The Grammarphobia Blog

The ubiquitous eponymous

Q: Lately, I’ve seen “eponymous” used more and more as a substitute for “ubiquitous” (or so I interpret the intention). These two words are not at all synonymous, correct?

A: Here’s a little poem: “Ubiquitous, eponymous, / The two are not synonymous.”

“Eponymous” comes from Greek roots meaning named after. It’s the adjective form of “eponym” – the person something is named after.

For example, Charles C. Boycott was the eponymous source of the word “boycott.” Or, if you were a pretentious critic, you might refer to “the eponymous heroine of the novel Anna Karenina.”

(“Eponym,” by the way, can also mean a proper name used generically, according to the Oxford English Dictionary.)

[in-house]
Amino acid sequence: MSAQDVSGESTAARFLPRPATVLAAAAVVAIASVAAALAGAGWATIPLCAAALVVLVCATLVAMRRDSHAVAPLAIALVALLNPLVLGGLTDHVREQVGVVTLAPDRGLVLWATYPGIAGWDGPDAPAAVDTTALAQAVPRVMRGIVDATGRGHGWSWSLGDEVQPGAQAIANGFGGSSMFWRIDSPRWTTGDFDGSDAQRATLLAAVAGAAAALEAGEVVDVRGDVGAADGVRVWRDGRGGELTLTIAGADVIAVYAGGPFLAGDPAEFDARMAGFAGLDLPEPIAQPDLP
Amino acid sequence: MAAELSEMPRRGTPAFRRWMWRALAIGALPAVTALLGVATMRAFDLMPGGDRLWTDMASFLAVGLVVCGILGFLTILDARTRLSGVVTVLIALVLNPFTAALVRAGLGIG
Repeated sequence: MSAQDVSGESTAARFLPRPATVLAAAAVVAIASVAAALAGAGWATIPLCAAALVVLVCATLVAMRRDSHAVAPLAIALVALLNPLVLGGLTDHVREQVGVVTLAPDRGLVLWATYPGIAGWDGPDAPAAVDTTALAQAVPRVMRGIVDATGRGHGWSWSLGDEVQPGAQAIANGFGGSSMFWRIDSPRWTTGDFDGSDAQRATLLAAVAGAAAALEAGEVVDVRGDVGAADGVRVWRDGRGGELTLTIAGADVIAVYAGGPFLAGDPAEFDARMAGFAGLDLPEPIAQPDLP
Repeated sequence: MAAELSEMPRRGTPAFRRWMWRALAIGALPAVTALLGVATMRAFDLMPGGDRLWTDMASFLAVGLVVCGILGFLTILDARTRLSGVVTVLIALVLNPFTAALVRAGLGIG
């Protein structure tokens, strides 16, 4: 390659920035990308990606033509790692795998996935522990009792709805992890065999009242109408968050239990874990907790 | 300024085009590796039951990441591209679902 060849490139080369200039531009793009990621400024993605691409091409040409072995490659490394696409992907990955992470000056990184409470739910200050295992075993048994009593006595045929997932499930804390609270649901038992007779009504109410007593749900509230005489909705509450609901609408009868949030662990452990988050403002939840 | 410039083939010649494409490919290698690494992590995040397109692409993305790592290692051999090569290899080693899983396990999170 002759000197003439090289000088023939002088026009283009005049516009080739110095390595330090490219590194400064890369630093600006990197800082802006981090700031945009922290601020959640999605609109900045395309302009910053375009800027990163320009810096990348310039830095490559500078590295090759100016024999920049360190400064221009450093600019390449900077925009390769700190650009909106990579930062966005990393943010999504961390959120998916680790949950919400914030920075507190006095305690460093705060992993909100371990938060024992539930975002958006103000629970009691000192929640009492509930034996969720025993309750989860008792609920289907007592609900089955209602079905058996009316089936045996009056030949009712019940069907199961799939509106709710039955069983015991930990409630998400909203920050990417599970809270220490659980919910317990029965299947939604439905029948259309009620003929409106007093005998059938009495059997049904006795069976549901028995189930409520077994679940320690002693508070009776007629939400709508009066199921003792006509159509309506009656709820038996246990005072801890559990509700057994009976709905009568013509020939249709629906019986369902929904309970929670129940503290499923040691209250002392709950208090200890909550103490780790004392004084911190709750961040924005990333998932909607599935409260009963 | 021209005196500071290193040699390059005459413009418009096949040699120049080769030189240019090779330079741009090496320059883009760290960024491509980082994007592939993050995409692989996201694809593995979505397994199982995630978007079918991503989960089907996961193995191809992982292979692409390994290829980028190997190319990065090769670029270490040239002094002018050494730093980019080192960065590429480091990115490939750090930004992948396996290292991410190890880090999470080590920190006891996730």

“Ubiquitous,” on the other hand, comes from a Latin word meaning everywhere. If something’s ubiquitous, it can be found everywhere, or so it seems. For example, “The misuse of ‘eponymous’ is ubiquitous.”

In fact, the legitimate use of “eponymous” is pretty ubiquitous too. Perhaps it’s time to give this overworked word a rest.

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